High-latitude nannofossil zonations with moderate resolution have been developed for the Oligocene to mid-middle Eocene (Wise, 1983; Wei and Wise, 1990; Wei and Thierstein, 1991), and these have been inserted into Figure F6. Ages for key datum levels have been calibrated in the region of the Kerguelen Plateau against magnetostratigraphy by Wei (1992); these are indicated in bold type in Figure F6, where they have been recalibrated against the Berggren et al. (1995) time scale.
As noted by Wei (1992), biomagnetostratigraphic correlations at several Southern Ocean sites may show considerably different ages relative to those compiled from the mid-latitudes by Berggren et al. (1985, 1995). Where such differences exist, we have, in most instances, chosen to use ages derived from the high-latitude calibrations against the magnetostratigraphy. As noted above, where such ages differ from those in the lower latitudes, the high-latitude ages are shown in bold type in Figure F6 following the corresponding datum level (similarly, high-latitude biostratigraphic datums are also indicated in bold type). For major differences in age assignment, arrows indicate where on the chart a datum has been repositioned for proposes of this study.
As Pospichal et al. (1992) indicate, biostratigraphic resolution increases down column from the mid-Eocene through the Paleocene because global climates were warmer then, nannofossil diversities higher, and the zonations for that interval were largely defined in temperate rather than tropical regions. Thus, the standard zonal compilations of Martini and Bukry cited above can be applied with relatively few modifications, although subzones may not be discernible. Unfortunately, few sections for that interval from the Kerguelen Plateau are available for age calibration because of poor core recovery (mostly a result of the presence of cherts or condensed intervals) or to the lack of detailed paleomagnetic studies. Thus, the biomagnetostratigraphic high-latitude correlations for the mid-Eocene-Paleocene given by Wei (1992, fig. 3) are from Broken Ridge or the Atlantic sector of the Southern Ocean only. For this reason, we indicate in Figure F6 no changes in the calibrations of Berggren et al. (1995) for this part of the column. Wei and Pospichal (1991) do, however, provide a useful lower Paleocene Antarctic zonation based on ODP Holes 690C (Leg 113: Maud Rise) and 738C (Leg 119: southern Kerguelen Plateau). Their zonation (nannofossil Zones NA1-NA6) has been inserted into Figure F6 with our best estimate for correlations to the current paleomagnetic time scale. We note, however, that little detailed paleomagnetic work is available on their sections.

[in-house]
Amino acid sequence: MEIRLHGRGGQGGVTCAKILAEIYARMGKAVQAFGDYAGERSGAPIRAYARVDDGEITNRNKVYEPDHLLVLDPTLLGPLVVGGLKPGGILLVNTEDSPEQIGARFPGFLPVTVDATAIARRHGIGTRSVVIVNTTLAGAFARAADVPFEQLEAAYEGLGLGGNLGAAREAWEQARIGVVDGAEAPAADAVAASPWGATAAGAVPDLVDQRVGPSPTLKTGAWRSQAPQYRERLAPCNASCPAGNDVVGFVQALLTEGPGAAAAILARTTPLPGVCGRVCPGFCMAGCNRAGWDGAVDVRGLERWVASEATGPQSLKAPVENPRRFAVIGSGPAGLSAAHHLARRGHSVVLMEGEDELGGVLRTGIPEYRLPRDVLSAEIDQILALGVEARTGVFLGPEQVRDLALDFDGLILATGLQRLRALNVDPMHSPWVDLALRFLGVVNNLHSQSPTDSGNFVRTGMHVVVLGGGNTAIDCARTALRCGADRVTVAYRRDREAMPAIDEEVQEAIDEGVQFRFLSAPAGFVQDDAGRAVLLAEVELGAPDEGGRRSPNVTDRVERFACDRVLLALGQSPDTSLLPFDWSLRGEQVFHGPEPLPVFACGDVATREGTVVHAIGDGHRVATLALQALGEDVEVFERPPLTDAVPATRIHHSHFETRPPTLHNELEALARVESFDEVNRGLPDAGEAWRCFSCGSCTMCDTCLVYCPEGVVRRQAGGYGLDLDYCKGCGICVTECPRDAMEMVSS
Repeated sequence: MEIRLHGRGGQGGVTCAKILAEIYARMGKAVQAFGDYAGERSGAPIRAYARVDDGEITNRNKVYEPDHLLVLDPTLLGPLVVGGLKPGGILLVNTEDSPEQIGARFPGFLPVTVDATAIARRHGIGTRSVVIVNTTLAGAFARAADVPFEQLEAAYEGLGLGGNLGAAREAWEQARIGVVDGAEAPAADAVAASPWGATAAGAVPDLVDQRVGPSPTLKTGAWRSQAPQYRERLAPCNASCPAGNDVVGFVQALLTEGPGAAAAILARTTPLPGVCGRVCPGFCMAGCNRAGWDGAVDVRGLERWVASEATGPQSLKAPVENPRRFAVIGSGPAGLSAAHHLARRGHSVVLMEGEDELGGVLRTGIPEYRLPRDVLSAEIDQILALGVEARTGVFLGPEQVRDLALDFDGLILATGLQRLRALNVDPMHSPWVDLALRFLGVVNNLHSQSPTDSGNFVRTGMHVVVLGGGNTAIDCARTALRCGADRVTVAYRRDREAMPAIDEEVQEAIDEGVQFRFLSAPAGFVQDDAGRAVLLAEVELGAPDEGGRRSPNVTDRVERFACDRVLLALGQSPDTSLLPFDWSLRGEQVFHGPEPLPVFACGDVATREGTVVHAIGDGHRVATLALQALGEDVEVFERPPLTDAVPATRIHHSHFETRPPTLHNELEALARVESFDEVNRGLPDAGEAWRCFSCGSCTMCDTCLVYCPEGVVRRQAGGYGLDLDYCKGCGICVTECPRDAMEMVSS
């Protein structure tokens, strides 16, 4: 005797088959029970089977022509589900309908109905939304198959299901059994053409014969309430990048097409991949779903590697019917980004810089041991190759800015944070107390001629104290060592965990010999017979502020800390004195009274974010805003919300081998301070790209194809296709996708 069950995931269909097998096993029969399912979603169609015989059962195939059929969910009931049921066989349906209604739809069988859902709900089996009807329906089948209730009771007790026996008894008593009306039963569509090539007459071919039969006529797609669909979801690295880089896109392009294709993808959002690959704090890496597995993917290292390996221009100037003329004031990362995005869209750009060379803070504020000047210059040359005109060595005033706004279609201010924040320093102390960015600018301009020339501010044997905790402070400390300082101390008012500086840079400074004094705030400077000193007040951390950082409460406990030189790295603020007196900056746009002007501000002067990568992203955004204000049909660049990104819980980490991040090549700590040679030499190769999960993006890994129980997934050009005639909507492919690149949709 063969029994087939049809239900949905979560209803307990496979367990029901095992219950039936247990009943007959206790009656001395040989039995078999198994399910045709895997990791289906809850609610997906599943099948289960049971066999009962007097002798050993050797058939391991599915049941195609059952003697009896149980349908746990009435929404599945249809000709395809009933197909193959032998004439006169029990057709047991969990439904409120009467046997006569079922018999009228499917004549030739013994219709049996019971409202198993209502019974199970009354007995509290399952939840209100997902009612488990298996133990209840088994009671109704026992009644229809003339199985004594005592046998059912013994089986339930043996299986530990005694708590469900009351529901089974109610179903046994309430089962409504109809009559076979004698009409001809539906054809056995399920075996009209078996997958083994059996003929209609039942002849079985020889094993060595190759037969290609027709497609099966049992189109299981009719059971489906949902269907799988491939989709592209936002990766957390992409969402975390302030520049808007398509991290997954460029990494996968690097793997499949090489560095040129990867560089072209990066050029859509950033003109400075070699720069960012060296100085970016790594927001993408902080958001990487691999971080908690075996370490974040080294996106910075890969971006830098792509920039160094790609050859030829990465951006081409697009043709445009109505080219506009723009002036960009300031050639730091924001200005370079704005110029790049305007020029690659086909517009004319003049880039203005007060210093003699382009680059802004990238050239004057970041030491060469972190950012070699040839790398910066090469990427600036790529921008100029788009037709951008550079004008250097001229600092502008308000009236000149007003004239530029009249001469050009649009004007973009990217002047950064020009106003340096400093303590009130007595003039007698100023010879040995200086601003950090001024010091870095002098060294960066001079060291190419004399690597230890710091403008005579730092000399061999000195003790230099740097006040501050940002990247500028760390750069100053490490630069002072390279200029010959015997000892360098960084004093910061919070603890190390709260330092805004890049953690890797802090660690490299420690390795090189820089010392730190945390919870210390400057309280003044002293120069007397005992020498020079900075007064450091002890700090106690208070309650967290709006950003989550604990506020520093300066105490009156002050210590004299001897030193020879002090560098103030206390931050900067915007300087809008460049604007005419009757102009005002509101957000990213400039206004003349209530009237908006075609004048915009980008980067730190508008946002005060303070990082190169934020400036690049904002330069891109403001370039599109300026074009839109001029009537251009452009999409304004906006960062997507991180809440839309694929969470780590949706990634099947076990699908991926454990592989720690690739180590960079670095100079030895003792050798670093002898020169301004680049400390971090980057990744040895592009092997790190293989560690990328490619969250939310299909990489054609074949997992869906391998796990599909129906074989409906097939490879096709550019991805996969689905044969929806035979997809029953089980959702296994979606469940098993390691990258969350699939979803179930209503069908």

The nannofossil zonation employed for the Upper Cretaceous during Leg 183 is that of Watkins et al. (1996), a high-latitude scheme developed for the Southern Ocean based on DSDP/ODP drilling throughout this region. In Figure F6, high-latitude zones used during Leg 183 have been inserted alongside the low-latitude zonal scheme compiled by Sissingh (1977) ("CC" zones) as modified or embellished by Perch-Nielsen (1985a). As Watkins et al. (1996) point out, the upper part of their zonation has the highest resolution and reliability, but is based nearly exclusively on high-latitude taxa; thus, it is highly provincial. For instance, only one of the uppermost eight nannofossil datum levels can be correlated directly to the low or mid-latitudes because of the marked endemism that characterizes the assemblages and biostratigraphic datums. Huber and Watkins (1992) discuss paleoceanographic scenarios that may account for this circumstance. On the other hand, there is some paleomagnetic control for this part of the Cretaceous section, and trial correlations with magnetic stratigraphy based primarily on ODP Site 690 in the Weddell Sea are indicated in Figure F6. We have also been guided in part by the correlation charts of Southern Ocean datums compiled by Cita et al. (1997). All of these correlations are highly tentative, however, and will be revised to the extent possible based on shore-based research on the Leg 183 materials.